It was the English Composition class when I first came across the Highrise website. The scenes of Johannesburg struck me. People were robbed in Johannesburg. They were robbed of their safety and happiness. As I walked back towards my dormitory, I kept thinking about the horrified faces that peered from behind the broken walls.
Room 404, Korean Minjok Leadership Academy's school dormitory. I look at the spider trapped in the double window. I open the window and let it in. Outside it is dark. I check my watch -- four o'clock. It should not be this dark yet. The hailstorm must have brought the clouds with it. The tapping of the ice on the ground becomes clearer and louder as I lean toward the window. Soon the taps are thuds, and then bangs echoing the front yard. Sounds like gunshots.
Gunshots. The echo of a distant gunshot makes the knives shiver as the family sits down around the chicken. Chicken is rare for dinner. This time it took two hours to do it properly, because water has been cut off in the apartment. The apartment hijacker who took over the owners has blocked water. The residents call him "Hitler". The family has been paying rent every months, though -- ever since the woman who lived alone next door refused to pay and died the next day. And just last month, two bodies were found in the apartment dump. And one with only one eyeball, too.
Out the window is an old building under renewal. This, too, was a hijacked apartment until the eKhaya threw out the hijackers two weeks ago. People say that the workers there found a debris of a skull immured in the elevator. There will be no more deaths, though. The eKhaya is bringing security. People no longer drink or do drugs. They do not throw objects out the window -- just this apartment. Soon peace will reach here as well. Bang, a gunshot.
This is the story of Johannesburg. Highrise of old buildings and maze of filthy streets, the haven of all criminals. Thankfully, I have never seen such violence in my hometown, never lived in such a chaos. My own town up in Seoul has dirty streets and dilapidated houses, too, but I heve never found terror in them. Instead, I have found beauty and peace.
My home, West Ichon, is an old place predominantly settled by the poor, much like Johannesburg. When I looked out my window, normally I would see an uneven line of old and dirty houses, in rainy days a dismal sight, but when the sun was high and the sky was blue, I would see a beautiful picture of a peaceful country village, one that the President could proudly hang on his bedroom wall. Just out the window on the opposite side of the house, I could see the Han River. Every once in a while when I woke up early in twilight, I would see the river that glowed in blue and the silhouette of skyscrapers that embroidered the horizon.
Indeed, the people there were peaceful. When the few students who live here headed off to school early in the morning, old ladies came out and gathered around an old tree and sat on the bench there to chat. Some others would take a walk. And I could feel the peace in my room. Just by looking out my window my troubles would fade away. My family enjoyed the peace there. We always watched birds that sat on the tree branches outside, and in autumn picked persimmons off the branhes to eat with dinner.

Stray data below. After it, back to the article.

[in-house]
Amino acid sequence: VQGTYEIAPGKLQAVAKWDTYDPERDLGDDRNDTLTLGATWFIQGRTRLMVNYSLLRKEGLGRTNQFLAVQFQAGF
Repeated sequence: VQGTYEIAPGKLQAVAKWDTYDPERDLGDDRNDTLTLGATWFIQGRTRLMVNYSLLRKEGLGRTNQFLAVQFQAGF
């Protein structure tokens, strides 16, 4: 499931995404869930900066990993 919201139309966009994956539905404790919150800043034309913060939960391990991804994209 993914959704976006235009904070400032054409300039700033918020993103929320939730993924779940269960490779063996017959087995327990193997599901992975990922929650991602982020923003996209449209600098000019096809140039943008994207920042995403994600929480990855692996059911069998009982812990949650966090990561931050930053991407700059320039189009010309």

If my home is peaceful, the student dormitory in which I now live is active to its heart. Every now and then I hear voices shouting out pleasure and people singing as they walk in the corridors. In the morning, as early as six o'clock, people begin to wake up and run out to do their morning exercise. Morning is a lively frenzy when people fill the cafeteria, when they gobble up thier food and run back to their rooms, clean their rooms and finish their neglected homework. At night, people work their eyes on books or chat with their roommates. At nine o'clock, I can hear people singing and playing guitar and people having (playful) fistfights on their beds.
The dorm is the only highrise in this region. Cafeteria is the highest floor, so there I can see everything outside -- miniature people walking to classes, farmers beginning their work outside of the school's boundary, and cars passing by the highway. Small buildings, trees, and half of Mt. Deokgo. From the dormitory cafeteria I can see the entire Sosa. When snow comes, many people breaks the law to gather on the roof and meet the first snow of the year. Sometimes people go up on their own to see the stars and enjoy the peace and solitude. The dormitory supplies the students with everything from work to rest, and from sadness to happiness.
I do not live in slums where people disappear after gunfights; I do not live under hijackers who constantly threat the lives of my family. Artefacts are found in construction sites, not skulls. From my birth, I have lived in the most peaceful places (however poor), and I have never worried about drugs, weapons, and death that the dwellers of Johannesburg have to consider all the time. Never have I been thankful for my environment, however.
The spider that I just let in is busily building its home under my desk. Now that I come to think about home, I have always felt home a home. Out my window, the hail has changed to snow. Perhaps I should be a lot more thankful for my life.